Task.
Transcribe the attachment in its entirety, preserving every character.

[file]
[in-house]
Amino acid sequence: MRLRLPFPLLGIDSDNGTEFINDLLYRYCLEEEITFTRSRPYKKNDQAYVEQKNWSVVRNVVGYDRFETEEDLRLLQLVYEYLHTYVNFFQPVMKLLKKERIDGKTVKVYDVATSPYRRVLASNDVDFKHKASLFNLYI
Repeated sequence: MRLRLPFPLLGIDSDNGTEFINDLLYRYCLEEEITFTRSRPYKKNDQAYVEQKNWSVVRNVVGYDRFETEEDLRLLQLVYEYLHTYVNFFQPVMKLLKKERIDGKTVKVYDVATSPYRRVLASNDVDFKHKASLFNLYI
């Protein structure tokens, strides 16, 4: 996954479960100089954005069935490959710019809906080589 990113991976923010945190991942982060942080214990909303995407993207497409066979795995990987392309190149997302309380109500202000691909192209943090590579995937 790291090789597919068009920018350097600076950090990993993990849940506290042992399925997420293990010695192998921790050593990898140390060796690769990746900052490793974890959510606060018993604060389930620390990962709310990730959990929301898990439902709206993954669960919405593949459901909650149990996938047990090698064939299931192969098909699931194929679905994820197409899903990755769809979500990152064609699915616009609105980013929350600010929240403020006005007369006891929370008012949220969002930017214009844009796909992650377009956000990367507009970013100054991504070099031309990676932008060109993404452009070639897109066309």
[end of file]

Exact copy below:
[in-house]
Amino acid sequence: MRLRLPFPLLGIDSDNGTEFINDLLYRYCLEEEITFTRSRPYKKNDQAYVEQKNWSVVRNVVGYDRFETEEDLRLLQLVYEYLHTYVNFFQPVMKLLKKERIDGKTVKVYDVATSPYRRVLASNDVDFKHKASLFNLYI
Repeated sequence: MRLRLPFPLLGIDSDNGTEFINDLLYRYCLEEEITFTRSRPYKKNDQAYVEQKNWSVVRNVVGYDRFETEEDLRLLQLVYEYLHTYVNFFQPVMKLLKKERIDGKTVKVYDVATSPYRRVLASNDVDFKHKASLFNLYI
């Protein structure tokens, strides 16, 4: 996954479960100089954005069935490959710019809906080589 990113991976923010945190991942982060942080214990909303995407993207497409066979795995990987392309190149997302309380109500202000691909192209943090590579995937 790291090789597919068009920018350097600076950090990993993990849940506290042992399925997420293990010695192998921790050593990898140390060796690769990746900052490793974890959510606060018993604060389930620390990962709310990730959990929301898990439902709206993954669960919405593949459901909650149990996938047990090698064939299931192969098909699931194929679905994820197409899903990755769809979500990152064609699915616009609105980013929350600010929240403020006005007369006891929370008012949220969002930017214009844009796909992650377009956000990367507009970013100054991504070099031309990676932008060109993404452009070639897109066309």